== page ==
For whatever reason, I landed on Y. Isobe, et al., “Automatic Generation of Train Timetables from Mesoscopic Railway Models by SMT-Solver“, published in IEICE Transactions on Fundamentals of Electronics, Communications and Computer Sciences in 2019, for which the first author maintains a web page (probably what I first saw in the Google results, rather than the paper itself). The research was a collaboration between a government institute, AIST, and the East Japan Railway Company (better known as “JR-East”). “SMT” is an acronym for “Satisfiability Modulo Theories“, a generalization of the boolean satisfiability problem (plain old “SAT”) to include richer data types, such as sets and arrays, along with integers and real numbers, and relations such as set-inclusion and numerical inequalities. This sounded like not only the exact sort of thing to be looking at, but quite possibly someone had already done the (not inconsiderable) work of proving that it worked on a model of an actual railroad.

After skimming the paper the first time, I realized that I did not understand their railroad infrastructure model, or perhaps I do not understand how JR-East designs railroad infrastructure. I figured I’d work through the examples first, but immediately ran into snags (after first installing the prerequisites). It took an entire evening to figure out that the code was written for an older release of the Z3 SMT solver, and the current version of Z3 has a slightly different output format that needed adjustments in the parser. The code for the paper is written in OCaml, a language I do not know, so I had to figure out enough of the debugger to figure out where the parse was failing, and then learn enough OCaml syntax to figure out what the failing code was looking for and how to make it look for something different.

The examples, as it turns out, didn’t help. Once I fixed the parser, I could run the examples through the solver and it would generate the expected output, looking very much like the solutions shown in the paper. (I should maybe look more closely at the code, because it does a nice job of generating stringlines directly to PDF or SVG using OCaml bindings for the cairo graphics library, and maybe I could steal that even if I can’t make the solver work.) The difficulty was not with the solver itself, but trying to wrap my head around the way it models railroad infrastructure — what the authors call a “mesoscopic model”. (The term isn’t theirs, it’s cited to an earlier paper that I haven’t read.)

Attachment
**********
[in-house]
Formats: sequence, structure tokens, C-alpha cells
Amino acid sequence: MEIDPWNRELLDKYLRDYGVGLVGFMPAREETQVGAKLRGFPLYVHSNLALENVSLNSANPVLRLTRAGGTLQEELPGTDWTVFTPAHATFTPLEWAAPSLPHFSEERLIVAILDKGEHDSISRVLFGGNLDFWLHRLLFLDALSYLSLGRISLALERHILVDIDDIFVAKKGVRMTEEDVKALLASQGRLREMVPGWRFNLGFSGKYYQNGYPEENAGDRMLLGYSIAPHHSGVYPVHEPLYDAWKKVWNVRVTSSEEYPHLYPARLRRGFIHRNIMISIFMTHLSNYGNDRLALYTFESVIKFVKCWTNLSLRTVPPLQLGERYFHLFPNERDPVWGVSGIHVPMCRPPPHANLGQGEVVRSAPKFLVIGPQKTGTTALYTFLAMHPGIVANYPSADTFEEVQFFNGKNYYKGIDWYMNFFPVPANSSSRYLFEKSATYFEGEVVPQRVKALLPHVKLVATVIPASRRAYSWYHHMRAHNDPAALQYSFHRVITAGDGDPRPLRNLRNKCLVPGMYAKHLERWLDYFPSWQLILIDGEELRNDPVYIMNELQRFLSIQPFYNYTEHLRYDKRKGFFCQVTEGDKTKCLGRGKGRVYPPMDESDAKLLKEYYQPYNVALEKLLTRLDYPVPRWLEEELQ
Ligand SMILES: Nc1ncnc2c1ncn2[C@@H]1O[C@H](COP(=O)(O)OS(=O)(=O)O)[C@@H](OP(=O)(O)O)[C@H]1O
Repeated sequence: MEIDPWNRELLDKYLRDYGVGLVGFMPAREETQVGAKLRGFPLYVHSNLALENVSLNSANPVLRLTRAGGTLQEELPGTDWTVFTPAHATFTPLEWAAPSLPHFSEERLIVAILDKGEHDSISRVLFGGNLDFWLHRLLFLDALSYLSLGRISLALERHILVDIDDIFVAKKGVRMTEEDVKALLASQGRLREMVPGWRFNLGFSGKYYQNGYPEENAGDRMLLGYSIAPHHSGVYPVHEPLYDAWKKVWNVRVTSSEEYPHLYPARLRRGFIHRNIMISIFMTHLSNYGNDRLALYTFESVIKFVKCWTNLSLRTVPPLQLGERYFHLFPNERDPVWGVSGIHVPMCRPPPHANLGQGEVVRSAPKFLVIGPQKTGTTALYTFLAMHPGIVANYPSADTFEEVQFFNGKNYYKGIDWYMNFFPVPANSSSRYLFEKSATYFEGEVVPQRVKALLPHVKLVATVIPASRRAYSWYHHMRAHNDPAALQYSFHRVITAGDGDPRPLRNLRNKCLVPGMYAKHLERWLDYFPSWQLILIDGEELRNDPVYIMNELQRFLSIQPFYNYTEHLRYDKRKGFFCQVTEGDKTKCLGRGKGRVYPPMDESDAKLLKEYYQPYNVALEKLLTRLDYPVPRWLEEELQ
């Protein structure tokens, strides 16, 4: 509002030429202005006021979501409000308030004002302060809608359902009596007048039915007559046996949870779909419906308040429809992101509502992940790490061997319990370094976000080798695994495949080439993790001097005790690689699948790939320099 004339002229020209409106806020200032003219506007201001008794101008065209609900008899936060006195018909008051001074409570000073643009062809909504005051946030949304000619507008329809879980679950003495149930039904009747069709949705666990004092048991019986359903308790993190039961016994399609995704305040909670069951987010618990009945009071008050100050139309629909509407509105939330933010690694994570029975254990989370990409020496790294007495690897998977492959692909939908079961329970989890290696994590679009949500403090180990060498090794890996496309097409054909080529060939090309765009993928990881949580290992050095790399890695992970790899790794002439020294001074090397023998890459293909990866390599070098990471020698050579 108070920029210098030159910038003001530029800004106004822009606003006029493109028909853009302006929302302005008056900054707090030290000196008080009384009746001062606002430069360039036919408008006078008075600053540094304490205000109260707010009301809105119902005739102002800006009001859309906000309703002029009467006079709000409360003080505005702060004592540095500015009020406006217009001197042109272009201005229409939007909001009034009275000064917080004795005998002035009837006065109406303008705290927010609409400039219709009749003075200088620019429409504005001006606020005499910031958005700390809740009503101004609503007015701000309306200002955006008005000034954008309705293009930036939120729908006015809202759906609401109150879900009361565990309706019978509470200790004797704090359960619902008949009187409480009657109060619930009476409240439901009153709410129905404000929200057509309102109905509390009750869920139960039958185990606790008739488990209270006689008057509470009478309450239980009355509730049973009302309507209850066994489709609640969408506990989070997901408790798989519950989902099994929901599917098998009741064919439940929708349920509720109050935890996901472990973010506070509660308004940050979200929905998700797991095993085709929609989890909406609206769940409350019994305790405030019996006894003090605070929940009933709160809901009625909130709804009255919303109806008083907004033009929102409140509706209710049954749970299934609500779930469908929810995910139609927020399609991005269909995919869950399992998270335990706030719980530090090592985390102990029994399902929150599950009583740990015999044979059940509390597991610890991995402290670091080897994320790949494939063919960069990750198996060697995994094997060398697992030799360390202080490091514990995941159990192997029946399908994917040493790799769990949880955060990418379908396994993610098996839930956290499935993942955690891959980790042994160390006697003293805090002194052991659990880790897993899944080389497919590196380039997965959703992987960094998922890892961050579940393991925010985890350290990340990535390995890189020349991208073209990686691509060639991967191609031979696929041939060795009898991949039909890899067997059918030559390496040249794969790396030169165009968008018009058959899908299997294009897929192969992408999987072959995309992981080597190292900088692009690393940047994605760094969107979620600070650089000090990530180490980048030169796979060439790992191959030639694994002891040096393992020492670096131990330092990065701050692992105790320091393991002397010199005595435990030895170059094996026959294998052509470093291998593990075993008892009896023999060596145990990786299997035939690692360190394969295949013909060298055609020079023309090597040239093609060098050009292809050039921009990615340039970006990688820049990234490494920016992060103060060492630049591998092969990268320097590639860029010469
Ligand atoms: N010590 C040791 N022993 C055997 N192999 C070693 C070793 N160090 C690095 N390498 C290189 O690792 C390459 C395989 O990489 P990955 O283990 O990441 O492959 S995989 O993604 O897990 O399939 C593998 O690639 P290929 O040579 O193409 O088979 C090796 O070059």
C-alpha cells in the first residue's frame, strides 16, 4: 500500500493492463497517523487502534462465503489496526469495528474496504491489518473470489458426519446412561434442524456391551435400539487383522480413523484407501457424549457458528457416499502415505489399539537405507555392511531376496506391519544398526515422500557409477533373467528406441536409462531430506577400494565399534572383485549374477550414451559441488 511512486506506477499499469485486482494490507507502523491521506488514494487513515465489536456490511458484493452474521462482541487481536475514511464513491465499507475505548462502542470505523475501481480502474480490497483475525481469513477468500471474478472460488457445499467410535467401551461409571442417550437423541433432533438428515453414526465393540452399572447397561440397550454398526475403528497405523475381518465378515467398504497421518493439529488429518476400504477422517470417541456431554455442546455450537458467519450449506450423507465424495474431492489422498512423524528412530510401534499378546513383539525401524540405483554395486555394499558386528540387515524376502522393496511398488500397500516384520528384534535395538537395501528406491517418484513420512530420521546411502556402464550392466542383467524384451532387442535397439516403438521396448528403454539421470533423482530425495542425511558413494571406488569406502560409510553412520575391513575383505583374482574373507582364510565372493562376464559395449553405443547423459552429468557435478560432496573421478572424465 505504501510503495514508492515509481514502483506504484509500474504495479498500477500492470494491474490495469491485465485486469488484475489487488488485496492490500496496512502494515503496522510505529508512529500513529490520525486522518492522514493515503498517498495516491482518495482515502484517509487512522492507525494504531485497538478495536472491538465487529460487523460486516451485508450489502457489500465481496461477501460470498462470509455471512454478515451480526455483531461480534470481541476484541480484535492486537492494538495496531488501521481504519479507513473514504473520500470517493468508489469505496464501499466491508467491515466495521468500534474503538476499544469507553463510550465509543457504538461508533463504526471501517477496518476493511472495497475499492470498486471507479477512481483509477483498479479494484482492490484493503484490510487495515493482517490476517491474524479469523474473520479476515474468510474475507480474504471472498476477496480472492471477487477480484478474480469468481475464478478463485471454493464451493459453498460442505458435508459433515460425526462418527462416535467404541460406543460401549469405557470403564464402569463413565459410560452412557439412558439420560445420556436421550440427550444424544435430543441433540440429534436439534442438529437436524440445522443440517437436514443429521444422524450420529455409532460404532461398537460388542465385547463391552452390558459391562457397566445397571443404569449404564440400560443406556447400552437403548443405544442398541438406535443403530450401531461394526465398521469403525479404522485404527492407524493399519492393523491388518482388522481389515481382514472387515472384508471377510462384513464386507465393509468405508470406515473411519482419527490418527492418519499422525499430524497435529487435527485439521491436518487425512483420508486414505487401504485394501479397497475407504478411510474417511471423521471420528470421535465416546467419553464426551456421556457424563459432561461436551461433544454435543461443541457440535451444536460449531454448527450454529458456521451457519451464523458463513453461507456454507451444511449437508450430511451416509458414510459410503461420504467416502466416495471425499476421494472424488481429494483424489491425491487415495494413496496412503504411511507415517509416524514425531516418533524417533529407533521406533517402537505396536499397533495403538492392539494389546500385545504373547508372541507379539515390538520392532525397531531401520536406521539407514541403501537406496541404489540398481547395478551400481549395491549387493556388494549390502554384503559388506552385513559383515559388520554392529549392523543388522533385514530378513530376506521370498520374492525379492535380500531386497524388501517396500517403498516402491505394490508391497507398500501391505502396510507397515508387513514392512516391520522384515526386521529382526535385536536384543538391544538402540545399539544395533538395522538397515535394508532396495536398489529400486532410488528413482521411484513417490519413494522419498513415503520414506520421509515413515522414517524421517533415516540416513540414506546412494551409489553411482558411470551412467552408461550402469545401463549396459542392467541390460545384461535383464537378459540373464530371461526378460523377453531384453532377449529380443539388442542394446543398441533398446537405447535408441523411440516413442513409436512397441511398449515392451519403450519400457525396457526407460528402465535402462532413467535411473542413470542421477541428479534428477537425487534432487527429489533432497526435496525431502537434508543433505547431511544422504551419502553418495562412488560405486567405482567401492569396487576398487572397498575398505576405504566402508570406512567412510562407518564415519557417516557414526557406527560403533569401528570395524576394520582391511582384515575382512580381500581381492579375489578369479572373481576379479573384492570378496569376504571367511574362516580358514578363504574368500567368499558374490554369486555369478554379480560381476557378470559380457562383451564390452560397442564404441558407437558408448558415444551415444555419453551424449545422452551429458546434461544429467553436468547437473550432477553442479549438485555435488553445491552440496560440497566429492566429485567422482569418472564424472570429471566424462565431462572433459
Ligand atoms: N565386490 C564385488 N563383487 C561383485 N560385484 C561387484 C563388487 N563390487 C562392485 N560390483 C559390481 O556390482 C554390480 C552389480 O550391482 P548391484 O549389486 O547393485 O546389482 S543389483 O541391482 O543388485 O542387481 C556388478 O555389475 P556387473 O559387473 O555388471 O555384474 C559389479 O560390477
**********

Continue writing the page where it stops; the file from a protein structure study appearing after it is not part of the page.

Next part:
In this paper’s version of a “mesoscopic model”, there are two kinds of fixed objects: “links”, which are just given arbitrary unique numbers, and “structures”, which can be stations or interstations. There’s the first loose cobble to trip you up: you’d think a “link” would correspond to the track between stations — i.e., an interstation — but no, that’s a “structure”. Rereading section 2 of the paper doesn’t really clarify matters, but staring at the examples some more makes it clear that a “link” is more like the interlocking at a station throat. The structure model assumes that every track can connect to every other track at such a junction. My first attempt to model the Worcester Line — chosen because it’s the most familiar to me and has capital construction projects that I could model the effects of — foundered on this issue: while there are many universal crossovers on the newer part of the line, not every station has one, no station except Framingham has one at both ends, and when I looked at how train routings were specified, it’s a sequence of “links”, not stations, so I would have to explicitly specify which track each service pattern would use, which is one of the things I had expected the solver to figure out for me.